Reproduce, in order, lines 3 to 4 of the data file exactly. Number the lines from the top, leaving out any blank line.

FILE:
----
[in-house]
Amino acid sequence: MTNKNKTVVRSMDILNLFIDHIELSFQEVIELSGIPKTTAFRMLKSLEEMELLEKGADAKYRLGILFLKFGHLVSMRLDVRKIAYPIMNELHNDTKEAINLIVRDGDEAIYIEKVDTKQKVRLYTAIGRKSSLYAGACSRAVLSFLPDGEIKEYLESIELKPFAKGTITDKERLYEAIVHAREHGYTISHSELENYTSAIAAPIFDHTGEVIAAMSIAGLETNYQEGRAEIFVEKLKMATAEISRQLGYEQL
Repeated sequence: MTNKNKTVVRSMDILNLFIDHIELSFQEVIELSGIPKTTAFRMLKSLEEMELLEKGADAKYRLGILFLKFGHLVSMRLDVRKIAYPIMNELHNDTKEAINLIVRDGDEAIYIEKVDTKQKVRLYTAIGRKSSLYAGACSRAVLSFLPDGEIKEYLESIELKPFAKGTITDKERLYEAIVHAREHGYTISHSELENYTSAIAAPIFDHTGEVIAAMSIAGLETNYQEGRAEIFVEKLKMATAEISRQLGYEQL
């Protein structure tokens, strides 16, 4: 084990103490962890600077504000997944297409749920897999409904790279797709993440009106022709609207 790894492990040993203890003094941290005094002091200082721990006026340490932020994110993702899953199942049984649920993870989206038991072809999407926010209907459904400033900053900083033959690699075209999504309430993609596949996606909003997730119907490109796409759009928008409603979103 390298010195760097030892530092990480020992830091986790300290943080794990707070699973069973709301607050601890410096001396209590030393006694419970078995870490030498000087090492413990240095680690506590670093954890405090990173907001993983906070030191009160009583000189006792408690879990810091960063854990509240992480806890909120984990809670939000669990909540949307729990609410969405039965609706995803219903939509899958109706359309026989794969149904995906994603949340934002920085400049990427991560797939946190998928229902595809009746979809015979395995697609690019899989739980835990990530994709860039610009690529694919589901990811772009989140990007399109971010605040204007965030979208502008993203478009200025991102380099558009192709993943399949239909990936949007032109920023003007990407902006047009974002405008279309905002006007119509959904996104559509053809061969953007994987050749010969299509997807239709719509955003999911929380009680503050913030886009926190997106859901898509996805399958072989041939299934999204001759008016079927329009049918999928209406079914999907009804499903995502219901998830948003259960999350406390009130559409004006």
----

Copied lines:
Repeated sequence: MTNKNKTVVRSMDILNLFIDHIELSFQEVIELSGIPKTTAFRMLKSLEEMELLEKGADAKYRLGILFLKFGHLVSMRLDVRKIAYPIMNELHNDTKEAINLIVRDGDEAIYIEKVDTKQKVRLYTAIGRKSSLYAGACSRAVLSFLPDGEIKEYLESIELKPFAKGTITDKERLYEAIVHAREHGYTISHSELENYTSAIAAPIFDHTGEVIAAMSIAGLETNYQEGRAEIFVEKLKMATAEISRQLGYEQL
């Protein structure tokens, strides 16, 4: 084990103490962890600077504000997944297409749920897999409904790279797709993440009106022709609207 790894492990040993203890003094941290005094002091200082721990006026340490932020994110993702899953199942049984649920993870989206038991072809999407926010209907459904400033900053900083033959690699075209999504309430993609596949996606909003997730119907490109796409759009928008409603979103 390298010195760097030892530092990480020992830091986790300290943080794990707070699973069973709301607050601890410096001396209590030393006694419970078995870490030498000087090492413990240095680690506590670093954890405090990173907001993983906070030191009160009583000189006792408690879990810091960063854990509240992480806890909120984990809670939000669990909540949307729990609410969405039965609706995803219903939509899958109706359309026989794969149904995906994603949340934002920085400049990427991560797939946190998928229902595809009746979809015979395995697609690019899989739980835990990530994709860039610009690529694919589901990811772009989140990007399109971010605040204007965030979208502008993203478009200025991102380099558009192709993943399949239909990936949007032109920023003007990407902006047009974002405008279309905002006007119509959904996104559509053809061969953007994987050749010969299509997807239709719509955003999911929380009680503050913030886009926190997106859901898509996805399958072989041939299934999204001759008016079927329009049918999928209406079914999907009804499903995502219901998830948003259960999350406390009130559409004006």